The Bible abounds with tales of men and women questioning, debating and, of course, offending God. Abraham bargained with Him over the destruction of Sodom and Gomorrah. Moses and Jonah argued that they weren’t fit for the tasks He gave them to make Egyptians and Ninevites, respectively, follow His will.
In the Gospel, the woman at the well
wondered why Jesus, a Jew, would ask water from her, a Samaritan disdained by Jews. The Apostle Thomas doubted His rising. Peter told Jesus off for saying He would be killed, was dismayed at being repeatedly asked about his love, and denied Him thrice.
So if one feels like letting off steam about God and the world He created, steam away. The Lord can take it, and would not take offense over it. Indeed, like everything else in our lives, whether noble or nasty, God finds ways even in our questioning and disputing with Him to bring us closer and infuse us with the Holy Spirit of His Love.
Thus, heaven would have smiled when one Mass-goer last Sunday, after readings and a homily extolling God’s immutable and infinite love for us, asked the vexed question she raised many times before: If God so loved the world, why does He allow so much suffering and evil?
Lately, the incensed believer was most disturbed by the atrocities of Boko Haram extremists in Africa, who have perpetrated killings, rapes, kidnappings and slavery. Also distressing her was the deadly earthquake in Nepal, which killed more than 7,000 and isolated hundreds of thousands in mountain villages cut off by landslides.
Now why would the Almighty Creator suffer such gripes from a creature questioning His goodness and providence?
Answer: Because any questioning of this world’s failings comes from Himself.
Yup, dissatisfaction with creation’s imperfections can only come from minds and hearts that see how perfect things could be. And that ability to see the ideal and, thus, point out how the world deviates from it — that is God’s wisdom, nothing less.
Among creatures, only man has that divine perspective. Thus, while all flora and fauna suffered in the Nepal quake, only Homo sapiens could ask why the world could not have been spared such calamity — as perfect worlds should be. Or when men kill, maim, pillage and subjugate, only the soul who knows the beauty of all-embracing love can castigate the Maker for the ugliness of a world without love.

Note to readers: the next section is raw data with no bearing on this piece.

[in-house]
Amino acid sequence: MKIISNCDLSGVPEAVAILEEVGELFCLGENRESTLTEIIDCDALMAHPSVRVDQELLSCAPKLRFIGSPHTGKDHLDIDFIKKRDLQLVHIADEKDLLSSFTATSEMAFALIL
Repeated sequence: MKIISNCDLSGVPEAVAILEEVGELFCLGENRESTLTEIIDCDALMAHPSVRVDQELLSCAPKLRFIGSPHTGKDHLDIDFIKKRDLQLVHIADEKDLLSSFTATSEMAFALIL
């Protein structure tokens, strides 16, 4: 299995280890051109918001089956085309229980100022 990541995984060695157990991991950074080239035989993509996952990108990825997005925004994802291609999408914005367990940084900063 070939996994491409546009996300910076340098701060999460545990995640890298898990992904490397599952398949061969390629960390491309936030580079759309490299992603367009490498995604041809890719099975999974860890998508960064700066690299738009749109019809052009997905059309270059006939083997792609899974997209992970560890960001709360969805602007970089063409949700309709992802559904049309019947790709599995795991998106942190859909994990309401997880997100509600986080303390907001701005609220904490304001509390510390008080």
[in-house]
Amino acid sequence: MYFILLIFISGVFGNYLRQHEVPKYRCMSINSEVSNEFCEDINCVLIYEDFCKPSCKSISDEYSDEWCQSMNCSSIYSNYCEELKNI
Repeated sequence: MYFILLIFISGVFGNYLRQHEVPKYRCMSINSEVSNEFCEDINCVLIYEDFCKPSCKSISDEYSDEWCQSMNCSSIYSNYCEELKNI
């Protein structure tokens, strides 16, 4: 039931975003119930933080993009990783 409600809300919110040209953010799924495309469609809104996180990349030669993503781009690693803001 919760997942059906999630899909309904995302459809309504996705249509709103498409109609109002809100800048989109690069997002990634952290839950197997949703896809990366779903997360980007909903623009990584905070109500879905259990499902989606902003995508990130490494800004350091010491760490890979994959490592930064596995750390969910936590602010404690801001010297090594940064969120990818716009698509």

So God takes no offense from our griping over earthly woes, because it merely mirrors His own heavenly perspective infused in beings created in His own image. In disdaining life’s ills, it is God’s displeasure we display. He can only nod in agreement.
Only those who care quarrel
And even if there may be some discord, isn’t that love? People who care about one sometimes quarrel. If they didn’t, maybe they don’t matter that much to each other. Or they don’t feel close enough to say and share what they think and feel, confident that the other would listen intently and understand our pain, as a father would his children.
That’s an even bigger reason God appreciates our gripes. Our misgivings about the world He made, spoken or unspoken, show that we have faith in Him and His goodness, that we hope for His providence, that we trust He will hear every word and respond someway, somehow.
That’s far better than not protesting to the Creator about His creatures’ flaws, not believing He will pay heed and take action, never thinking He’s there for us always.
Of course, God is His own person. Like any loved one, He answers when He’s ready, when He wants. We have to respect His silence and His time, just as He waits for us to lend an ear and open our hearts to His call and His love. Even if it takes all our life.
And like our own family and friends, God’s answer to our pleading and whining isn’t always as we wish. The kid screaming for ice cream before dinner wouldn’t get it from the mother who wants the best nutrition for him or her. But Mom would understand and even smile at her child’s fuming.
We also have to do our part in bringing forth the betterment we want for our life and world. Like the teenager who must set aside games and gimmicks to hit his books before exams. Like humanity curbing modernity’s excesses to diminish the disasters, drought, dirt and disease thrown up by ungreen ways.
God is not silent
The good news is God’s goodness has advanced over the eons. After the Big Bang billions of years ago, chaotic matter gave rise to galaxies of stars, planets, comets and asteroids, and on Earth, living organisms and, in the last million years, human beings with intelligence, free will, personal love, and spirituality.
While violence, oppression, destitution, and other ills have marred life and society, humankind has also brought forth great saints, artists, thinkers, leaders, and reformers.
Imperial wars and subjugation, slavery and discrimination, disease and poverty, and other scourges have diminished.
Hence, God is certainly not silently letting evil triumph, but steadily spreading good. And our distress over life’s failings is part of His perfecting grace, driving us to struggle for goodness, truth, beauty, justice, and happiness. In our pains, frustrations and death, we also share in God’s own agonies during His Second Person’s sojourn on earth.
So when you next see something amiss in life, mince no words about it to the Giver of Life. He will nod in agreement, smile in understanding and love, and lend His grace and power to our striving for a better world. Amen.